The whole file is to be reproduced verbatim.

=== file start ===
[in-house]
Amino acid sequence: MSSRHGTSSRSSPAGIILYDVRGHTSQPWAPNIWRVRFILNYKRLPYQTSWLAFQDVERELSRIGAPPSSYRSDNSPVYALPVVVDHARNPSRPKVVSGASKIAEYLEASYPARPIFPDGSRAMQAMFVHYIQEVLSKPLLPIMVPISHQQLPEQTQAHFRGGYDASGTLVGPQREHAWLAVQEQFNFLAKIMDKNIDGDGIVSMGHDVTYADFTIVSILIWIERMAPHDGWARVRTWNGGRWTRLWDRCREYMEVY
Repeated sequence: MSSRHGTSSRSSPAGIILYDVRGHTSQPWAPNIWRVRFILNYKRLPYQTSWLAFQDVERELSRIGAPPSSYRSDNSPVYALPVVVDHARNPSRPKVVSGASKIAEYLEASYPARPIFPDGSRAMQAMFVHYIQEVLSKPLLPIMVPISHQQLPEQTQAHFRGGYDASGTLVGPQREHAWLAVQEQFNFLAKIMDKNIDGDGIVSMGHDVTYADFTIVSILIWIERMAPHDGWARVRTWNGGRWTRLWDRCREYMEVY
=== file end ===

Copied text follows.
[in-house]
Amino acid sequence: MSSRHGTSSRSSPAGIILYDVRGHTSQPWAPNIWRVRFILNYKRLPYQTSWLAFQDVERELSRIGAPPSSYRSDNSPVYALPVVVDHARNPSRPKVVSGASKIAEYLEASYPARPIFPDGSRAMQAMFVHYIQEVLSKPLLPIMVPISHQQLPEQTQAHFRGGYDASGTLVGPQREHAWLAVQEQFNFLAKIMDKNIDGDGIVSMGHDVTYADFTIVSILIWIERMAPHDGWARVRTWNGGRWTRLWDRCREYMEVY
Repeated sequence: MSSRHGTSSRSSPAGIILYDVRGHTSQPWAPNIWRVRFILNYKRLPYQTSWLAFQDVERELSRIGAPPSSYRSDNSPVYALPVVVDHARNPSRPKVVSGASKIAEYLEASYPARPIFPDGSRAMQAMFVHYIQEVLSKPLLPIMVPISHQQLPEQTQAHFRGGYDASGTLVGPQREHAWLAVQEQFNFLAKIMDKNIDGDGIVSMGHDVTYADFTIVSILIWIERMAPHDGWARVRTWNGGRWTRLWDRCREYMEVY